Better targeting of treatment gives hope to people with severe asthma

March 2, 2016
Around five million people in the UK are currently being treated for asthma. Of these, a quarter of a million are unable to get good control of their condition, resulting in frequent, severe, or even life-threatening attacks. ...

Common colds at school a primary driver of asthma hospitalizations for children

February 8, 2016
The most dangerous times of year for children with asthma are soon after their schools reopen after a break, and a new study finds that cold viruses are largely to blame.

New inhaled drug shows promise against asthma, allergies

July 2, 2014
A new inhaled medication has the potential to treat mild asthma and allergies by interrupting the production of an immune system protein that triggers allergic reactions, a new study reports.

Recommended for you

A Trojan Horse delivery for treating a rare, potentially deadly, blood-clotting disorder

September 21, 2018
In proof-of-concept experiments, University of Alabama at Birmingham researchers have highlighted a potential therapy for a rare but potentially deadly blood-clotting disorder, TTP. The researchers deliver this therapeutic ...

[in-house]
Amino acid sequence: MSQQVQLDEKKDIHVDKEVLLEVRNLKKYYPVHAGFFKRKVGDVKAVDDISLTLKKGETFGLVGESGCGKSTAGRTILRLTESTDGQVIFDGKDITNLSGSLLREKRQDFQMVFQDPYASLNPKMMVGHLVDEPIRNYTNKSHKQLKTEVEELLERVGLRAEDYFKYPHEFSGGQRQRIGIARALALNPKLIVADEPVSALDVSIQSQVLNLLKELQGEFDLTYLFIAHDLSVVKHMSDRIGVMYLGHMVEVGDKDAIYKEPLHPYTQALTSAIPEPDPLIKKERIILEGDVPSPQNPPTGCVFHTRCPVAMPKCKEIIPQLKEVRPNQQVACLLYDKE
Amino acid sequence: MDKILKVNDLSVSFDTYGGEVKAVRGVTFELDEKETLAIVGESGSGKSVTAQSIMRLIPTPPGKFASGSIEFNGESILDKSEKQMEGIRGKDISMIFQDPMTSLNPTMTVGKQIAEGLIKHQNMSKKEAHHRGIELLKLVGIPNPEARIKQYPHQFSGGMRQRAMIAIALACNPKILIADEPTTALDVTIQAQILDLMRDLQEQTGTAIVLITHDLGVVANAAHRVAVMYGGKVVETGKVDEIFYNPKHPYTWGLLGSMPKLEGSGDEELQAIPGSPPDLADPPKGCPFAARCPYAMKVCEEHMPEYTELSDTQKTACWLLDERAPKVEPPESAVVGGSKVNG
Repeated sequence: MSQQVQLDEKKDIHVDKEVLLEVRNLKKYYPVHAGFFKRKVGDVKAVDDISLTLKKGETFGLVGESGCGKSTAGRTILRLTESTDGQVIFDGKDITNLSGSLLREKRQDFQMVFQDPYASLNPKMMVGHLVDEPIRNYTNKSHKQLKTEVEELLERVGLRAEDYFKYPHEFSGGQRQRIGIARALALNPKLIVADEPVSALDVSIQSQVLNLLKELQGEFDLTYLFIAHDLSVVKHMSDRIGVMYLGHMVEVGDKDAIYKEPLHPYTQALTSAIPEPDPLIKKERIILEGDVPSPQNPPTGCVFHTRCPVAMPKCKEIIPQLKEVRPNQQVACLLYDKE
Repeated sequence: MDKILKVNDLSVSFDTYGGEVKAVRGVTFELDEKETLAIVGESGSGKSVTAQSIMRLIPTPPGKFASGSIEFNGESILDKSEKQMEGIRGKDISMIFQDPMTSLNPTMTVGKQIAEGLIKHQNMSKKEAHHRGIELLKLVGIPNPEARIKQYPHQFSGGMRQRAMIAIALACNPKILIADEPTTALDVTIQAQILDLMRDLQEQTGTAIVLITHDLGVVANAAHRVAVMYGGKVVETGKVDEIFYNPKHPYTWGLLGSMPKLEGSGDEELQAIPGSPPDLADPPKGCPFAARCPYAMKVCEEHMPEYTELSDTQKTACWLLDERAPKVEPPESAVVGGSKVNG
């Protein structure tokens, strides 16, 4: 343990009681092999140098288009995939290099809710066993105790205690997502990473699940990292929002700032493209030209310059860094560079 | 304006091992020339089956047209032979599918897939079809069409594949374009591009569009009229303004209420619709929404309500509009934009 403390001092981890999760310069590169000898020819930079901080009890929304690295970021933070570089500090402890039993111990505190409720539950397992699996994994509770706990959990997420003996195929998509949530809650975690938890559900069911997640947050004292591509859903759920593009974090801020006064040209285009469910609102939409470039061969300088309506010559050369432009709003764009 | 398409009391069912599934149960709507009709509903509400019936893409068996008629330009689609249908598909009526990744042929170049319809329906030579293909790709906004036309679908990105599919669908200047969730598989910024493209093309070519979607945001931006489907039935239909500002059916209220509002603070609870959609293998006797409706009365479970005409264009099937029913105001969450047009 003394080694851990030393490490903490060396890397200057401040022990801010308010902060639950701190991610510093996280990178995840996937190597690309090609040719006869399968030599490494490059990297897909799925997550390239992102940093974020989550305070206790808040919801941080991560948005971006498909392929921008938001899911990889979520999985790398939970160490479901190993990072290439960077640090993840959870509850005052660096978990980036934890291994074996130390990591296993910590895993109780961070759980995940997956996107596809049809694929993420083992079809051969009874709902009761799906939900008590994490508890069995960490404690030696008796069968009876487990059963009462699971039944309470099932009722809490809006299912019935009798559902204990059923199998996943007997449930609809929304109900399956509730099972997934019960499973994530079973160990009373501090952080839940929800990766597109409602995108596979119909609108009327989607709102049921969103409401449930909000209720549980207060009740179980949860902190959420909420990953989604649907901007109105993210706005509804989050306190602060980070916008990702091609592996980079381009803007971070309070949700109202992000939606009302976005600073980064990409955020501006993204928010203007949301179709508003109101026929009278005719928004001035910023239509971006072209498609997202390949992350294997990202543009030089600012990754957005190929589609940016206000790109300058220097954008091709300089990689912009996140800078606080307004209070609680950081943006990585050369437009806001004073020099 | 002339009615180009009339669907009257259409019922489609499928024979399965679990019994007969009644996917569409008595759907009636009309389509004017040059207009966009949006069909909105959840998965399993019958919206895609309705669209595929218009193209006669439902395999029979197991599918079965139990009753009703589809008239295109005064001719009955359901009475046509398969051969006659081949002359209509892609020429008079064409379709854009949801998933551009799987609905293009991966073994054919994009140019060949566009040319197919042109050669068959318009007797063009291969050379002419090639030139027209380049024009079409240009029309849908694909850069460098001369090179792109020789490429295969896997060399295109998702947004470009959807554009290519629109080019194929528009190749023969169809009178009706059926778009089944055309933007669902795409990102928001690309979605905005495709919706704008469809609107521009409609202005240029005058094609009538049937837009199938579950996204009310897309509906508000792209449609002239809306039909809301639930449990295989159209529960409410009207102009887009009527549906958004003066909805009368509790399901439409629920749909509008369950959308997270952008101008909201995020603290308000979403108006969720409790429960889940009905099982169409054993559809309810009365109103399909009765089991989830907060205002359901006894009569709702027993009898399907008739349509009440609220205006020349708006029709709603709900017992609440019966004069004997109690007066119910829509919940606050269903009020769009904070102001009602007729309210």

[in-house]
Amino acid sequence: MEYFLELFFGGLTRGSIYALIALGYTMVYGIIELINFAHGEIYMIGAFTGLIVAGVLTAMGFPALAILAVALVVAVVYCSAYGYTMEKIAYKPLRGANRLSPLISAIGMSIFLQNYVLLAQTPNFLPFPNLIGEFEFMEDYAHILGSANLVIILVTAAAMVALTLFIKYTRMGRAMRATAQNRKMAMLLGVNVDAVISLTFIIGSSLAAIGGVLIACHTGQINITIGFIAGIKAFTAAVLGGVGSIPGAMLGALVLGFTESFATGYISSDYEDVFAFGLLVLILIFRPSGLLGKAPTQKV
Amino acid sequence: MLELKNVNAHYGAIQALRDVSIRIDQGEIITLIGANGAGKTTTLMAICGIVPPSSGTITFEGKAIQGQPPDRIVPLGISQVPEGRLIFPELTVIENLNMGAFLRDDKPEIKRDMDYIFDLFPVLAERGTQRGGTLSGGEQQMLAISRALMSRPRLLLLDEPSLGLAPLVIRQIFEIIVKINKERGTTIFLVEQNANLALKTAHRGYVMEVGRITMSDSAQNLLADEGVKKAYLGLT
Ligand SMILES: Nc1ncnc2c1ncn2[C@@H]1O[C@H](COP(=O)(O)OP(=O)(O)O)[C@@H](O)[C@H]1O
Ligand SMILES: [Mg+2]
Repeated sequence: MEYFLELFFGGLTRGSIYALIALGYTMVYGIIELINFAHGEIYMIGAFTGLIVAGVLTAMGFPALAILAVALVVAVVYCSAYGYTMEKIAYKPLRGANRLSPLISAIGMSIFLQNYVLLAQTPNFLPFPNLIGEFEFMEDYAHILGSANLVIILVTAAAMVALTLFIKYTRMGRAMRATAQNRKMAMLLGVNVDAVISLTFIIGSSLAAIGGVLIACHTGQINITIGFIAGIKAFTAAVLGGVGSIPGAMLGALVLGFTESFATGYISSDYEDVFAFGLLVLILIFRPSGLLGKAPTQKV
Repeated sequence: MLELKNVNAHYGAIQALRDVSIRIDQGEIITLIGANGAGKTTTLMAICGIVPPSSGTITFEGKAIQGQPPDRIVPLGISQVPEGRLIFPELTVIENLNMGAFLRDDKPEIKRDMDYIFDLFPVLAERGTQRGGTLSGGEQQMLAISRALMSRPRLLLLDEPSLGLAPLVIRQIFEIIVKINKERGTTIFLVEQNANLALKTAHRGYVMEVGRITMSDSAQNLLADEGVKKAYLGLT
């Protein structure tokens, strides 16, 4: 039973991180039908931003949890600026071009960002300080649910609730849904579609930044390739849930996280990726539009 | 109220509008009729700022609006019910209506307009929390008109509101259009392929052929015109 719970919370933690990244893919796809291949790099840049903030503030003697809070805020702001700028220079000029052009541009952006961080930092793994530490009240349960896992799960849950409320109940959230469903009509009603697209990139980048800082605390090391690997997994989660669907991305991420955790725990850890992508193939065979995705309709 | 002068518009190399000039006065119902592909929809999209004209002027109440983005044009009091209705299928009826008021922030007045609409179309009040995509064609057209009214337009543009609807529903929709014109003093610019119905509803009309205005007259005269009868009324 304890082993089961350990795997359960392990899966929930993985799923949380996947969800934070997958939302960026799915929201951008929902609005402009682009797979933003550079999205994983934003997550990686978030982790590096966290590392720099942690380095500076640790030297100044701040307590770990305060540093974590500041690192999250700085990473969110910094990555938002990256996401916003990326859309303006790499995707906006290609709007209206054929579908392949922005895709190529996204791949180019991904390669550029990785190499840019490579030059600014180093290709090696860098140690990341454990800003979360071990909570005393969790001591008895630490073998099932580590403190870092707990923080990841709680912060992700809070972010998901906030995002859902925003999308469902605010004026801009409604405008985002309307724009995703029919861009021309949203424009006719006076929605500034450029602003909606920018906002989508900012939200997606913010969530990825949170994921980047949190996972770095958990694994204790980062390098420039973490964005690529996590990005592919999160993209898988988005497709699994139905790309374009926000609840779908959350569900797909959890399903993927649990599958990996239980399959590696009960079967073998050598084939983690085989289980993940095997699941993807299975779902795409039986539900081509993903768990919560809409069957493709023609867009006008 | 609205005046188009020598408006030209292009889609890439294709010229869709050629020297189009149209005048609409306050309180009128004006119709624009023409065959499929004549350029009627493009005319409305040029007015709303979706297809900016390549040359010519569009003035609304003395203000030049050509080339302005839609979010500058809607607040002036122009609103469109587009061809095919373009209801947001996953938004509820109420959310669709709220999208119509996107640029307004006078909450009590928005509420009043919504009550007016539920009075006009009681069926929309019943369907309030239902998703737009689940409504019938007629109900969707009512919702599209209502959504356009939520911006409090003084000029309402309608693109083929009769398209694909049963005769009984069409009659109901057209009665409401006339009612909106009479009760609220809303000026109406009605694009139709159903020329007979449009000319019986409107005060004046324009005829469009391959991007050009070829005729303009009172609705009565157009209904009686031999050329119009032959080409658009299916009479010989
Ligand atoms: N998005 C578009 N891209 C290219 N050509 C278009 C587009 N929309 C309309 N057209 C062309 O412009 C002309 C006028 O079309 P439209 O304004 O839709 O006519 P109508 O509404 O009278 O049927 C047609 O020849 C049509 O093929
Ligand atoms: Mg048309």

Study shows surprise low-level ozone impact on asthma patients

September 21, 2018
A new study led by UNC School of Medicine researchers indicates that ozone has a greater impact on asthma patients than previously thought. The study, published in the Journal of Allergy and Clinical Immunology, recruited ...

Cancer immunotherapy might benefit from previously overlooked immune players

September 20, 2018
Cancer immunotherapy—efforts to boost a patient's own immune system, allowing it to better fight cancer cells on its own—has shown great promise for some previously intractable cancers. Yet immunotherapy doesn't work ...

Gut fungus exacerbates asthma in antibiotic-treated mice

September 20, 2018
A non-pathogenic fungus can expand in the intestines of antibiotic-treated mice and enhance the severity of allergic airways disease, according to a study published September 20 in the open-access journal PLOS Pathogens by ...

Paracetamol use in infancy is linked to increased risk of asthma in some teenagers

September 17, 2018
Children who take paracetamol during their first two years of life may be at a higher risk of developing asthma by the age of 18, especially if they have a particular genetic makeup, according to new research presented at ...

Cord blood clue to respiratory diseases

September 15, 2018
New research has found children born in the last three months of the year in Melbourne may have a greater risk of developing respiratory diseases such as asthma.

0 comments

Please sign in to add a comment. Registration is free, and takes less than a minute. Read more

Click here to reset your password.
Sign in to get notified via email when new comments are made.